Tuesday, September 14, 2010

Trainer's Corner: Can You Dig That Dogs Need To Dig?

Today's Trainer's Corner is brought to us by Leslie Fisher of Look What I Can Do! Dog Training. Check it out, she really is great!

Back in the day, dogs could focus on being dogs.

Particularly strong are childhood memories of old Tramps` daily jobs: stealth maneuvers around the block to surprise neighboring cats, and the daily ritualistic stare down with Charlie Brown`s (real name I swear) shepherd mix. Reject (real name also) hung out front and laid in wait for the paper boy; that pint sized DNA alphabet soup delighted in going for the pant legs. If they wanted to go and dig somewhere, it was not such a big deal.

With the advances of people literally living quite upon people, the lives of our dogs have changed drastically. 

Their lives are spent learning how to adhere to our silly human rules; those that do not, end up in shelters and re-homed.

Digging, an excellent natural outlet for dogs, is frowned upon, indeed often not tolerated at all. 

Who wants a moonscape of craters in their carefully and expensively landscaped backyard? What is a dog to do?

Milo Digs

Some breeds, in particular Terriers, are bred to dig in the pursuit of prey, with Scottish and West Highland Terriers excelling. The name comes from a Latin term: earth terra. Daschunds were bred to "go to earth" after a prey animal in a den.

Owners of re-landscaped yards must understand that these instincts just do not go away. Dogs also dig because it feels good to lay in the cool moistness of a fresh dirt scrape. As well, plain old boredom is a huge reason for digging. I imagine for some dogs, as in my English lab Talley, digging is just plain entertaining!

So, why not just let them dig and be happy? 

Certainly it makes sense to Talley! As it turns out, we are currently making a doggy sandbox, a "legal" digging area, to satisfy all the digging needs of three labbies. Currently under construction, the shady area is between the deck and fence; it will be a handy no mow zone.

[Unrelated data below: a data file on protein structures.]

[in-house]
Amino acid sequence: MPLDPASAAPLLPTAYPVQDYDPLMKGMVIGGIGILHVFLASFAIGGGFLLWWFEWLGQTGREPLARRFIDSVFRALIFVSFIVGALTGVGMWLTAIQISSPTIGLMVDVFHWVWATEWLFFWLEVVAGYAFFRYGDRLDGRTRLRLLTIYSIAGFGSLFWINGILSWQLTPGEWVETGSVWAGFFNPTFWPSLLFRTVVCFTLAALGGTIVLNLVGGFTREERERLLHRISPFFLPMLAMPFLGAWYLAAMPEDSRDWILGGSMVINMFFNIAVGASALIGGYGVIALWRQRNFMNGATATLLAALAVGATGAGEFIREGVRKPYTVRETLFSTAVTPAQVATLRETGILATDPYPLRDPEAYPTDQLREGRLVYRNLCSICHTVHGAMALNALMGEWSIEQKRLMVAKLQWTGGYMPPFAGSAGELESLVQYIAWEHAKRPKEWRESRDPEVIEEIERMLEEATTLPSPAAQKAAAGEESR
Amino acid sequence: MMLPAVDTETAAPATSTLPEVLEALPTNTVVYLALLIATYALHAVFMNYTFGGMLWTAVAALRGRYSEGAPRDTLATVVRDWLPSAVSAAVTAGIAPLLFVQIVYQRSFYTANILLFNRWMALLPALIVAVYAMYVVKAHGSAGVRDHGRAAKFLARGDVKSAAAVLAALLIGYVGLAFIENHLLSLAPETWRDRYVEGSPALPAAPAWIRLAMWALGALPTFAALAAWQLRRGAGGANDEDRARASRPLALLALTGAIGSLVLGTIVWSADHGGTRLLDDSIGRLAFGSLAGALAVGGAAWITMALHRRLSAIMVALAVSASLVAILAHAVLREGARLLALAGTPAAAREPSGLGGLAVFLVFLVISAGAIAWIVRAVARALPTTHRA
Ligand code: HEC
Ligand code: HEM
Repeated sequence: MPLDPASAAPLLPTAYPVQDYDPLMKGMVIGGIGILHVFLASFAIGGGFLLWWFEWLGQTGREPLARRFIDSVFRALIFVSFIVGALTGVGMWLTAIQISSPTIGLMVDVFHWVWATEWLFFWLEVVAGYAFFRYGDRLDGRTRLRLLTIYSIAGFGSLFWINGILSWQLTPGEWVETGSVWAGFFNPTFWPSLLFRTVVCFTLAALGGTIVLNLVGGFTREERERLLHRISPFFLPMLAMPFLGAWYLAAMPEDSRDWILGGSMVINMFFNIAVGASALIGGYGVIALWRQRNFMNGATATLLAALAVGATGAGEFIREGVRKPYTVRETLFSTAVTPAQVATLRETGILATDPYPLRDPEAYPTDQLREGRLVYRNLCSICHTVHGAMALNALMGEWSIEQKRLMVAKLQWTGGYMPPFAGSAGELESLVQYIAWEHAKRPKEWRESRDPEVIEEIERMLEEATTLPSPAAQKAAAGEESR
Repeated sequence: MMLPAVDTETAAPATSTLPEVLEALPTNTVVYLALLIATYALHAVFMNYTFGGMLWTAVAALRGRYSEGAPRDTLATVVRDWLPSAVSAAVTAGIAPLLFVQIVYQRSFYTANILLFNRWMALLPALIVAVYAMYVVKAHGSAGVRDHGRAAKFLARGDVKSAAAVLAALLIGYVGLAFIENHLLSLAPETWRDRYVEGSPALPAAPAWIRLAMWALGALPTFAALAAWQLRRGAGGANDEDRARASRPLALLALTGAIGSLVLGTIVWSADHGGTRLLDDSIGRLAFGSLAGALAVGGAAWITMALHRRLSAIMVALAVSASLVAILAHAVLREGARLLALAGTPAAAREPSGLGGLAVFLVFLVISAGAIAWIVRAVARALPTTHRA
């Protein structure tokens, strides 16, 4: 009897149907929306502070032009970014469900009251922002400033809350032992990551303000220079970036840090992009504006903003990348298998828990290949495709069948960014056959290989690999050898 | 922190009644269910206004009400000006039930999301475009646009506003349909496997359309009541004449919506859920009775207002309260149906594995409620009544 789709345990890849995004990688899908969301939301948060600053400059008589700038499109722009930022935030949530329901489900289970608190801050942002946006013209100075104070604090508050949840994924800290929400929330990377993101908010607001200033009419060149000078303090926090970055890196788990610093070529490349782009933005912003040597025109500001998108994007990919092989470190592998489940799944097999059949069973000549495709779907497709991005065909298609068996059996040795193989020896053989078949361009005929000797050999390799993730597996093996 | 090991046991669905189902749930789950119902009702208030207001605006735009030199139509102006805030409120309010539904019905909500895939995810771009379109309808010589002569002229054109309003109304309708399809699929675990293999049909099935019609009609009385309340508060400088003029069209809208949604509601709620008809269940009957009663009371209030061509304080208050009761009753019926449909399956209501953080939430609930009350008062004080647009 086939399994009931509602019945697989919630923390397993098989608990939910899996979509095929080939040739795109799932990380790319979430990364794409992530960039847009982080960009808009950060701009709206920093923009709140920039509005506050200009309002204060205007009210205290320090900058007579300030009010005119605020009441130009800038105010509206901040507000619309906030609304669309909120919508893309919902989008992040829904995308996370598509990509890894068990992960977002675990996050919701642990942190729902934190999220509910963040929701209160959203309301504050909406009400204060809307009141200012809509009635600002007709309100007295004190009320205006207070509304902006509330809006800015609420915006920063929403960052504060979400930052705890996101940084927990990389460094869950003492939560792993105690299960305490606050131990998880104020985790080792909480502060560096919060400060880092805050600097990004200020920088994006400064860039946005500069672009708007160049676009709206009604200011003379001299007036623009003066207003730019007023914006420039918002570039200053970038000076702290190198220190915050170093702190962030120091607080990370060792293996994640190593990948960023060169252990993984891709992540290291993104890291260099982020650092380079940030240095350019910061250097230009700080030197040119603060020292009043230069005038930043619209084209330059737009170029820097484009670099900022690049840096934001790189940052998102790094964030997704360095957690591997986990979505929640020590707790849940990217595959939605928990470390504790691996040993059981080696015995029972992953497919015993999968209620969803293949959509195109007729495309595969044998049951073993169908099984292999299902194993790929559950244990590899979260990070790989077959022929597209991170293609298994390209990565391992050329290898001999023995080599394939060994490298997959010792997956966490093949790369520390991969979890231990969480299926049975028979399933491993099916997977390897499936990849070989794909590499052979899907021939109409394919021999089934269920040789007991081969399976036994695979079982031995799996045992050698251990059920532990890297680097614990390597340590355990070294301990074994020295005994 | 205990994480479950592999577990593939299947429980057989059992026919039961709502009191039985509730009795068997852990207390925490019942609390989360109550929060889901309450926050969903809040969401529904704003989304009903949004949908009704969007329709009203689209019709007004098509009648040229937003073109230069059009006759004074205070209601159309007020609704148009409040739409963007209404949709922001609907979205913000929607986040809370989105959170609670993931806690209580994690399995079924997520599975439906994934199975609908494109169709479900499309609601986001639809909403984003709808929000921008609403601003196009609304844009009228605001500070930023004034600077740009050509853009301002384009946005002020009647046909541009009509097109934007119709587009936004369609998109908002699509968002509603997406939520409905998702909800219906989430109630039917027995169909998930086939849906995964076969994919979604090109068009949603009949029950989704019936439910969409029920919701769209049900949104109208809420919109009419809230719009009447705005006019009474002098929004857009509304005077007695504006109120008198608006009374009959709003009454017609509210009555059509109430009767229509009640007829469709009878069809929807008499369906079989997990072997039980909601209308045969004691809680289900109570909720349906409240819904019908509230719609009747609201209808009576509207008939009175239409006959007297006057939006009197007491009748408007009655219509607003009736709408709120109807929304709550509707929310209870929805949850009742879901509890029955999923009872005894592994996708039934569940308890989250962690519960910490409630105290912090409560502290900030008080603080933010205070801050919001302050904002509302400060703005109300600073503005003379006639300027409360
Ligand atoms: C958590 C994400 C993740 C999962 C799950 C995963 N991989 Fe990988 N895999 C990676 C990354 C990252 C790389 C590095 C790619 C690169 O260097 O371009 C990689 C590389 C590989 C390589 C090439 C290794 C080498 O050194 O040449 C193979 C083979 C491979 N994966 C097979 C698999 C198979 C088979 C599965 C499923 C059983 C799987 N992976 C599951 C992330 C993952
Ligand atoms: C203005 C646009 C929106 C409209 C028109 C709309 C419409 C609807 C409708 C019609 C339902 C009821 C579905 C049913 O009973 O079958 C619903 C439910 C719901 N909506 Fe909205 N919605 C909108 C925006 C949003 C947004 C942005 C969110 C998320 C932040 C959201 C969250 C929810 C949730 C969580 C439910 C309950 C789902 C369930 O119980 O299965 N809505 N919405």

After you have removed grass roots from the specified area (best located away from prized plants) simply loosen the dirt and dig in enough sand for a consistency that will drain well, and not turn into a mud pit. Framing the area in can work very well. Much like a child's sandbox, if you will.

Hey, kids get those great sandboxes, why not our dogs?

So what keeps them out of those heirloom flowers and in their own area? Good question. To begin with, do not leave unattended in the yard. Not a great idea anyways, in general.

Train a great response to Leave It, with excellent information by Pat Miller.in this 2001 article for Your Dog.
With your digger on leash, approach the area of canine redesign, and reinforce super generously for turning away. THEN lead the digging machine to the super sandpit and let them discover the amazing prize bullystick that just happens to be sticking up out of the dirt.

Continue on in this fashion, and soon the canine landscaper should be heading to the sandbox, in anticipation of further treasures. Stuffed frozen kongs placed in the dirt are great. Legal shredables, such as a bone wrapped up in paper in a box and buried are wonderful. Anything really. Use your imagination, have fun, and give your frazzled nerves a break!

With gradual and proper training this can really work and let you enjoy a yard minus moonscapes. You may even want to investigate earth dog competition events.
Just remember, dogs need to dig, can you dig it? 

Leslie Fisher is a Pat Miller Certified Trainer (PMCT), CPDT-KA CGC Evaluator ABC Student Mentor and member of APDT, MAAPPPT, TrulyDogFriendly.

She brought her first dog home at the age of 5 and she shared her life with dogs since and is presently owned by three labs, Doobie, Talley and Bridget.

Leslie has founded Look What I Can Do! Dog Training in December of 2006 shich quickly became a big success. I addition she volunteers for Lab Rescue of the LRCP, Inc doing post adoption home checks an dproviding assistance with behavioral issues. Her goal is educating clients that positive, force-free training produces happy, willing dogs and a wonderful dog-human relationship.

Leslie also writes for Dog Star Daily.

You can read her full bio here. You can also connect with Leslie on twitter or Facebook.


  1. Jasmine loves digging. She loves the coolness of the freshly dug out hole. She really loves going to work with hubby (he is a heavy equipment trainer) where the machines do most of the work for her.

  2. Your blog is great! I just love the header.

  3. Thank you, yours is very sweet also. Is Charlee getting better? So adorable!

  4. This sounds great, but I have a springer that digs when on the trail of a critter, so the interest in digging is part of the tracking instinct. She digs when she gets to the end of the trail so to speak. She has made some pretty impressive holes in the yard!

  5. Dear Nancy.

    I can just see her :-) It might still help to give her something 'approved' to hunt. E.g. do some track work and bury the prize in a place where her digging won't hurt the landscape that badly.